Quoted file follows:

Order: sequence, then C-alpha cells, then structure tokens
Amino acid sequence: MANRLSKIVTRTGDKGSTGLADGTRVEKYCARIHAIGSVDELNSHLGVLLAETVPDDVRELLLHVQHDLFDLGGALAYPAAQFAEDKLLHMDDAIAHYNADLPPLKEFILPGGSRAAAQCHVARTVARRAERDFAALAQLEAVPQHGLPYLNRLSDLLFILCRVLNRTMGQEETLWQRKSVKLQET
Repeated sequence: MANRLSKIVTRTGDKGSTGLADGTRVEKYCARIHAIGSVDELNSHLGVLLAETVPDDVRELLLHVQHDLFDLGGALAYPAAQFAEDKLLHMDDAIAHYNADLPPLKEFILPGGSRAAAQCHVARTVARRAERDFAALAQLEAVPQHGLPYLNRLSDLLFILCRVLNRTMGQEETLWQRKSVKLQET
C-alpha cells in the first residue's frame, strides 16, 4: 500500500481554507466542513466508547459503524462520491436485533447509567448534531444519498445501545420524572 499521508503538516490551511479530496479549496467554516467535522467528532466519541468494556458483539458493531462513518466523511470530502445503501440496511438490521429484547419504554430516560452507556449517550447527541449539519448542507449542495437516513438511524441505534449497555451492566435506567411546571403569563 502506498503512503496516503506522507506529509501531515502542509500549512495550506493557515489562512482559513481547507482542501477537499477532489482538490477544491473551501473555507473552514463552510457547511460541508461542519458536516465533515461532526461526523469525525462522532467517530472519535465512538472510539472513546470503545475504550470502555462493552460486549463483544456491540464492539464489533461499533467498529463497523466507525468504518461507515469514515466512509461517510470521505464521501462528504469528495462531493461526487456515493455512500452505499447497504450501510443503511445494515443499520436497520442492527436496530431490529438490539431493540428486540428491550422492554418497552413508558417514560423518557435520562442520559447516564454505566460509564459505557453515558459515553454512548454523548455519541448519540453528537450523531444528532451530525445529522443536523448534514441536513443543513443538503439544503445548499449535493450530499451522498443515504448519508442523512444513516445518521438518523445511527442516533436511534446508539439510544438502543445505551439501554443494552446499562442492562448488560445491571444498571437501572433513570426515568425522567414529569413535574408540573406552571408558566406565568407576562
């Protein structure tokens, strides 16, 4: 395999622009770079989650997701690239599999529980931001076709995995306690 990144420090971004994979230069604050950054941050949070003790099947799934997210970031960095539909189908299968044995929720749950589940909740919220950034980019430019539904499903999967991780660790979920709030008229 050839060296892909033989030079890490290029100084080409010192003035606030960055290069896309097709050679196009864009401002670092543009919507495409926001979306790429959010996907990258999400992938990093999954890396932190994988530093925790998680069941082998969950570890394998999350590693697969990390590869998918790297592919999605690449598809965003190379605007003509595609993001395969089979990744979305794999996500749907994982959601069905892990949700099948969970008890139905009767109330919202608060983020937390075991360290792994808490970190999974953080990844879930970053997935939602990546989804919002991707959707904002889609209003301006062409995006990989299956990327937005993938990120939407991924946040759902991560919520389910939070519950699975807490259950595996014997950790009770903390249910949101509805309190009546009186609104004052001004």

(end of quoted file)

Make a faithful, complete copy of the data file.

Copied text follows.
Order: sequence, then C-alpha cells, then structure tokens
Amino acid sequence: MANRLSKIVTRTGDKGSTGLADGTRVEKYCARIHAIGSVDELNSHLGVLLAETVPDDVRELLLHVQHDLFDLGGALAYPAAQFAEDKLLHMDDAIAHYNADLPPLKEFILPGGSRAAAQCHVARTVARRAERDFAALAQLEAVPQHGLPYLNRLSDLLFILCRVLNRTMGQEETLWQRKSVKLQET
Repeated sequence: MANRLSKIVTRTGDKGSTGLADGTRVEKYCARIHAIGSVDELNSHLGVLLAETVPDDVRELLLHVQHDLFDLGGALAYPAAQFAEDKLLHMDDAIAHYNADLPPLKEFILPGGSRAAAQCHVARTVARRAERDFAALAQLEAVPQHGLPYLNRLSDLLFILCRVLNRTMGQEETLWQRKSVKLQET
C-alpha cells in the first residue's frame, strides 16, 4: 500500500481554507466542513466508547459503524462520491436485533447509567448534531444519498445501545420524572 499521508503538516490551511479530496479549496467554516467535522467528532466519541468494556458483539458493531462513518466523511470530502445503501440496511438490521429484547419504554430516560452507556449517550447527541449539519448542507449542495437516513438511524441505534449497555451492566435506567411546571403569563 502506498503512503496516503506522507506529509501531515502542509500549512495550506493557515489562512482559513481547507482542501477537499477532489482538490477544491473551501473555507473552514463552510457547511460541508461542519458536516465533515461532526461526523469525525462522532467517530472519535465512538472510539472513546470503545475504550470502555462493552460486549463483544456491540464492539464489533461499533467498529463497523466507525468504518461507515469514515466512509461517510470521505464521501462528504469528495462531493461526487456515493455512500452505499447497504450501510443503511445494515443499520436497520442492527436496530431490529438490539431493540428486540428491550422492554418497552413508558417514560423518557435520562442520559447516564454505566460509564459505557453515558459515553454512548454523548455519541448519540453528537450523531444528532451530525445529522443536523448534514441536513443543513443538503439544503445548499449535493450530499451522498443515504448519508442523512444513516445518521438518523445511527442516533436511534446508539439510544438502543445505551439501554443494552446499562442492562448488560445491571444498571437501572433513570426515568425522567414529569413535574408540573406552571408558566406565568407576562
């Protein structure tokens, strides 16, 4: 395999622009770079989650997701690239599999529980931001076709995995306690 990144420090971004994979230069604050950054941050949070003790099947799934997210970031960095539909189908299968044995929720749950589940909740919220950034980019430019539904499903999967991780660790979920709030008229 050839060296892909033989030079890490290029100084080409010192003035606030960055290069896309097709050679196009864009401002670092543009919507495409926001979306790429959010996907990258999400992938990093999954890396932190994988530093925790998680069941082998969950570890394998999350590693697969990390590869998918790297592919999605690449598809965003190379605007003509595609993001395969089979990744979305794999996500749907994982959601069905892990949700099948969970008890139905009767109330919202608060983020937390075991360290792994808490970190999974953080990844879930970053997935939602990546989804919002991707959707904002889609209003301006062409995006990989299956990327937005993938990120939407991924946040759902991560919520389910939070519950699975807490259950595996014997950790009770903390249910949101509805309190009546009186609104004052001004």